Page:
In May, St. Norbert Catholic School principal Joe Ciccoianni gave students an important assignment: choose which teacher has made a difference in their lives and share why.
The votes were tallied, and submissions reviewed. Veteran teachers Minju Yeo and Camille Denton were at the top of the list.
Both received the school’s Nano Nagle Award, recognizing their impact in the classroom and embodiment of the foundress of the Sisters of the Presentation of the Blessed Virgin Mary, several of whom opened the Orange school more than 50 years ago.
“It’s such a joy to be able to recognize a teacher who was chosen by her students for providing exactly what they need,” Ciccoianni said.
First grade teacher Camille Denton grew up in the San Gabriel Valley and attended Catholic grade school and high school. After graduating from UCLA, she was unsure about her career path. She worked at USC for a short time as a project assistant in the school of medicine, pursuing a master’s in teaching while there.
She completed her student teaching at an elementary school in Fullerton followed by one year at an elite private school in Yorba Linda. But it wasn’t until she started at SNCS in 2016 that she was truly comfortable in the classroom.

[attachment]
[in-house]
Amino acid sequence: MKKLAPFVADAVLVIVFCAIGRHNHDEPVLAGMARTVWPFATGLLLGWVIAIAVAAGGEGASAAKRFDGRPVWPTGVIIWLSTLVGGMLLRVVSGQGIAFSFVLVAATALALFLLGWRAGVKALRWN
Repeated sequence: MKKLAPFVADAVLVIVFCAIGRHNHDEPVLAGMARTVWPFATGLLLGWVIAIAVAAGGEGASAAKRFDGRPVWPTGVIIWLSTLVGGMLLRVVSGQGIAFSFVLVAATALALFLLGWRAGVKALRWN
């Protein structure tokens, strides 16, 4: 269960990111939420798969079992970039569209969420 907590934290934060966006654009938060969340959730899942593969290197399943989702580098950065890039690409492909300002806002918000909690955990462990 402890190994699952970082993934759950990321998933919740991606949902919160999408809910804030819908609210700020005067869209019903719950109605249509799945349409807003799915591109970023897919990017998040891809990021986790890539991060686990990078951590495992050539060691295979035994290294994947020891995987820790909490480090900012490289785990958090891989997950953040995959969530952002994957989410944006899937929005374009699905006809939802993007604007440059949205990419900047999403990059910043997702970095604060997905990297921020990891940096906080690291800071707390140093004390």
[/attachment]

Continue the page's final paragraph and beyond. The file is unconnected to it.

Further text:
“I felt like I was home, I was welcomed with open arms,” Denton said. “Here, teaching the kids is more meaningful because I can share my faith.”
A calming force in the classroom, Denton especially enjoys talking about the sacraments.
“The best part of teaching is having that bond with the kids, knowing I’ve had an impact on their lives,” Denton said.
First graders say Mrs. Denton is “nice and kind.”
In the upper grades, students overwhelmingly nominated fifth grade teacher Ms. Yeo.
Students say she makes learning fun, whether it’s American history reenactments or sitting in a circle to pray the Hail Mary together. Her Dojo Store gives students the opportunity to earn points that can be used to “buy” snacks, no-homework passes, seat swaps and more.
Minju, who would fix computers with her brother when growing up in New Jersey and then Pasadena, said she enjoys teaching students how to problem solve and watching their confidence build throughout the school year.
The UC Irvine graduate completed her student teaching at public school. When she got her first job at a Catholic school, “I knew it was different,” she said. Minju taught at
Our Lady of Guadalupe in La Habra for 16 years before the school closed and she was hired on at SNCS in 2020.
One student shared, “Ms. Yeo is always talking about God and how He helps us throughout life.”
Nano grew up in a wealthy family in Ireland in the 18th century, trading in a comfortable life to help the poor and sick. She secretly taught children to read, write and practice their Catholic faith despite penal laws that denied the Irish access to education and prohibited outward celebrations of their religion. She became known as the “Lady of the Lantern.”
The Nano Nagle Award has been an annual tradition at SNCS since 2009. This year, thanks to a generous donor, two awards were given along with a $1,000 check and a lantern for each recipient.